Prurigo nodularis (PN) is an itchy skin disease that often develops alongside other medical disorders. It is linked to inflammation caused by immune system reactions within the skin.
Also called nodular prurigo, PN is not very common — though it may be underdiagnosed. Within the U.S., more than 87,000 people are diagnosed with prurigo nodularis each year. PN is typically treated with medications that reduce itching.
PN usually leads to intense itching. This itching, also called pruritus, may be a constant sensation, or it may come and go.
Scratching the itchy areas eventually causes nodules (bumps) and scaly skin patches to form. The nodules can then lead to additional itching, leading to an itch-scratch cycle: The more you scratch, the more you itch, driving you to scratch even more.
PN nodules may:
PN nodules can develop anywhere on the body that can be easily scratched, such as the upper and lower back, abdomen, arms, or legs. The skin lesions are often symmetrical — for example, you may have bumps in a similar location on both arms.
People with PN may also experience other indirect symptoms because of their intense itching or skin appearance. Some people may have trouble sleeping, need to miss school or work, or have feelings of depression or low self-esteem.
Researchers don’t know what causes prurigo nodularis. PN may develop as a result of immune system changes. It may also be linked to overactive or abnormal numbers of nerves in your skin.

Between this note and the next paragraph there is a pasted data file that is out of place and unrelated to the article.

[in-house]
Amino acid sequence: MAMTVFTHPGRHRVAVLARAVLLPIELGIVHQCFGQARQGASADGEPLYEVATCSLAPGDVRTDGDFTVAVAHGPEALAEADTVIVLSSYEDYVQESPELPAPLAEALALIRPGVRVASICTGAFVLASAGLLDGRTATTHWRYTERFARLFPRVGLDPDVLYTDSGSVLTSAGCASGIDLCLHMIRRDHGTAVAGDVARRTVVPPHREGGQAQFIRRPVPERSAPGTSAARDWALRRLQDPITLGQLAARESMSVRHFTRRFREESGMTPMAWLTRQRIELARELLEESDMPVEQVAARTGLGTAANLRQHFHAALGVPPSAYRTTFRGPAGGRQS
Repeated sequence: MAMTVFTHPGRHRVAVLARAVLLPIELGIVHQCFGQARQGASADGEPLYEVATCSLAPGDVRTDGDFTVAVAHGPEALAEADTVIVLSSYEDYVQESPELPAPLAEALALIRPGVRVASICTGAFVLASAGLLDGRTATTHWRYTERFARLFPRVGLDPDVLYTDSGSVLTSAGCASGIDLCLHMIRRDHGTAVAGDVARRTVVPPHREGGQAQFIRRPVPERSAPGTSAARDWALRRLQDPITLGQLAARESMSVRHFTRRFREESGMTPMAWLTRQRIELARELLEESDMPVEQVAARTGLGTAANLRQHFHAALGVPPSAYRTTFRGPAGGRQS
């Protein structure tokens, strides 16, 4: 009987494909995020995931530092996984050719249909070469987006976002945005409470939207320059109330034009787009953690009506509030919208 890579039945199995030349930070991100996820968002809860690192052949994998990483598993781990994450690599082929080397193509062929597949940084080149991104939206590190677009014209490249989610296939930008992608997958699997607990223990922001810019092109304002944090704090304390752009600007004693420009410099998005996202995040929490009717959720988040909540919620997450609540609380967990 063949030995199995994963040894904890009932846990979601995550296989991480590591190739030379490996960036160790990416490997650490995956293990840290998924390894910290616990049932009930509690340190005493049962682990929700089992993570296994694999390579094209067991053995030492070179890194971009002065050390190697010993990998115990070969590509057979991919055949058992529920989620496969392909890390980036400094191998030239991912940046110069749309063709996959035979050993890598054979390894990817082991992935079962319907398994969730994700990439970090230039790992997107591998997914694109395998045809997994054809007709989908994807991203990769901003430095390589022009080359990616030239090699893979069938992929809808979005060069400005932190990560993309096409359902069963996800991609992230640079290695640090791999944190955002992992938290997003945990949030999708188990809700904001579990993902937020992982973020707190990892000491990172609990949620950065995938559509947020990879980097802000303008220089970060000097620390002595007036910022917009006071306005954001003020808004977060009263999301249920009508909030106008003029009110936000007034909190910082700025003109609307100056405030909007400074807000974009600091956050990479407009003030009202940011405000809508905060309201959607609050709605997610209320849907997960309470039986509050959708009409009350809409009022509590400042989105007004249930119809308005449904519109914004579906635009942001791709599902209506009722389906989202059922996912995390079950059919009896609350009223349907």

People with certain risk factors are more likely to develop the condition. While PN can occur at any age, it is most often diagnosed in people between the ages of 51 and 65. Additionally, African Americans are more than three times more likely to develop PN, according to NORD.
People with certain chronic health conditions are also more likely to have prurigo nodularis.
Prurigo nodularis may develop in people who have underlying skin disorders like:
PN can also be caused by other health conditions, including diabetes, anemia (low levels of red blood cells), gout, or diseases that affect the thyroid, liver, or kidneys. Cancer — including liver cancer, lung cancer, skin cancer, and blood cancers like leukemia and lymphoma — can also increase your risk of PN.
Certain types of medications, such as cancer drugs, antimalarial drugs, or opioids, can also cause itching as a side effect, which sometimes leads to the development of prurigo nodularis.
Having PN doesn’t necessarily mean that you have another serious disease. PN can occur in people who don’t have any other known health problems. However, it is important to talk to your doctor about whether it might be a good idea to check for any other conditions, especially if you have other symptoms in addition to itchy skin and nodules.
Prurigo nodularis can be diagnosed by a dermatologist (a specialist in skin conditions).
PN may appear similar to other conditions such as pemphigoid nodularis or psoriasis. A dermatologist can diagnose skin problems by asking you questions about which symptoms you have, how often they appear, and how they affect your life.
If you are experiencing itchy skin or nodules, your dermatologist may perform various tests. They may perform a skin scraping in which they scrape off the top layer of skin cells to be studied under a microscope for the presence of fungus. Your doctor may also recommend a skin biopsy, in which a small sample of tissue is removed so it can be more carefully analyzed under the microscope. A biopsy can help your dermatologist identify skin changes such as hyperkeratosis and inflammation.
PN is often linked to other medical conditions, so your doctor may also recommend that you undergo additional tests to check for any other health problems.